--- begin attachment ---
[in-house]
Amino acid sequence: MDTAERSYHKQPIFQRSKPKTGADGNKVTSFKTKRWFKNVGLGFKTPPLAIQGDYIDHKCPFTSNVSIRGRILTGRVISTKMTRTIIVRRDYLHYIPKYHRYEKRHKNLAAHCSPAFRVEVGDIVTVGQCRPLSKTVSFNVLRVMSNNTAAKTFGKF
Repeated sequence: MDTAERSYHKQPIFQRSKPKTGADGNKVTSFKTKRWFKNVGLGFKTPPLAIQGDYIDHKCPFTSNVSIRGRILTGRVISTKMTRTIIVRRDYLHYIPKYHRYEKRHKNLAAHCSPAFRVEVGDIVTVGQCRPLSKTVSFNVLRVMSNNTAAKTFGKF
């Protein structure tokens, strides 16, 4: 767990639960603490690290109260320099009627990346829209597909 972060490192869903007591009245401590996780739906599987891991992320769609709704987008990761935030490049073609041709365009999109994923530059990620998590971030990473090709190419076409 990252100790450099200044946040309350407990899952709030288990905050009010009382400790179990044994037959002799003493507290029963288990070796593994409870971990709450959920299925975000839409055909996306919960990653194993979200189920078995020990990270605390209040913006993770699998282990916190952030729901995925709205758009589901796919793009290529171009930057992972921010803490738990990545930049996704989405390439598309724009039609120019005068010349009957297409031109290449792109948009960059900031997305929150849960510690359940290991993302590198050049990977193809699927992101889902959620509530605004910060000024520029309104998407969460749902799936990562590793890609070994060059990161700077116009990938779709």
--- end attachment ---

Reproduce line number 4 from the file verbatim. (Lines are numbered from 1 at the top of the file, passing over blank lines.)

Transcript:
């Protein structure tokens, strides 16, 4: 767990639960603490690290109260320099009627990346829209597909 972060490192869903007591009245401590996780739906599987891991992320769609709704987008990761935030490049073609041709365009999109994923530059990620998590971030990473090709190419076409 990252100790450099200044946040309350407990899952709030288990905050009010009382400790179990044994037959002799003493507290029963288990070796593994409870971990709450959920299925975000839409055909996306919960990653194993979200189920078995020990990270605390209040913006993770699998282990916190952030729901995925709205758009589901796919793009290529171009930057992972921010803490738990990545930049996704989405390439598309724009039609120019005068010349009957297409031109290449792109948009960059900031997305929150849960510690359940290991993302590198050049990977193809699927992101889902959620509530605004910060000024520029309104998407969460749902799936990562590793890609070994060059990161700077116009990938779709």